In practice, while US carbon emissions have risen significantly since the protocol was negotiated in the mid-1990s, Chinese emissions have fallen by about 17 per cent despite a 36 per cent growth in GDP.
The second of Bush’s arguments is equally flawed. It is also just as strange, coming from someone who has doubted the validity of climate models which, for all their acknowledged uncertainties, look like Rolls-Royces compared to the economic models on which the “draconian costs” claim is based.
The International Panel on Climate Change and the OECD estimate the cost of full compliance with Kyoto at less than 0.1 per cent of GDP, and perhaps as little as 0.01 per cent. This is hardly draconian; it is less than the error that exists in most GDP calculations in any case.
But, as Macaulay remarked, “argument is constructed in one way and government in entirely another”. The challenge to the leaders in Genoa is not so much to win an argument with the US, as to determine whether the planet will be governed unilaterally or collectively.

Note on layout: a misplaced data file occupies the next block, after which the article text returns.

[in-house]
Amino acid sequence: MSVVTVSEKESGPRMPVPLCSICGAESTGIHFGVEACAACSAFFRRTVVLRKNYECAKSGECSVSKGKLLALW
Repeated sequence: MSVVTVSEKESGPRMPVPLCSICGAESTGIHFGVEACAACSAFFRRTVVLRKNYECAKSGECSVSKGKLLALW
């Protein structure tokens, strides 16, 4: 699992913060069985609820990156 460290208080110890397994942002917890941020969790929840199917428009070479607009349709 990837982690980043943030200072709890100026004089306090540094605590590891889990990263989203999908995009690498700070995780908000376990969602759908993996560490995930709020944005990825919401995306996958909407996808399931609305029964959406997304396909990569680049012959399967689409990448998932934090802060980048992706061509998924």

Changing the US administration’s mind is a task for Americans, not for the rest of us. There are already signs that many Americans want to do so. The Republican governor of New York State recently launched his own climate action programme. Other states will follow. There are well-known differences of view in the US cabinet. The Republican-dominated House of Representatives recently blocked several carbon-intensive proposals from the White House. There will be more of this as the November mid-term elections approach. Opinion polls consistently show that Americans disagree with their president over climate change (see Andrew Stephen, page 33).
Bush has talked himself into a corner on Kyoto, but it is one that he can talk himself out of. The crucial period will be this time next year, when the G8 leaders will have to concentrate their minds on what they are to say about climate change when they travel to Johannesburg for the tenth anniversary of the Earth Summit.
In the meantime, what matters most in Genoa is that seven of the eight do not blink. As Winston Churchill once remarked about the US, it tends to do what is right, but only after it has explored all possible alternatives.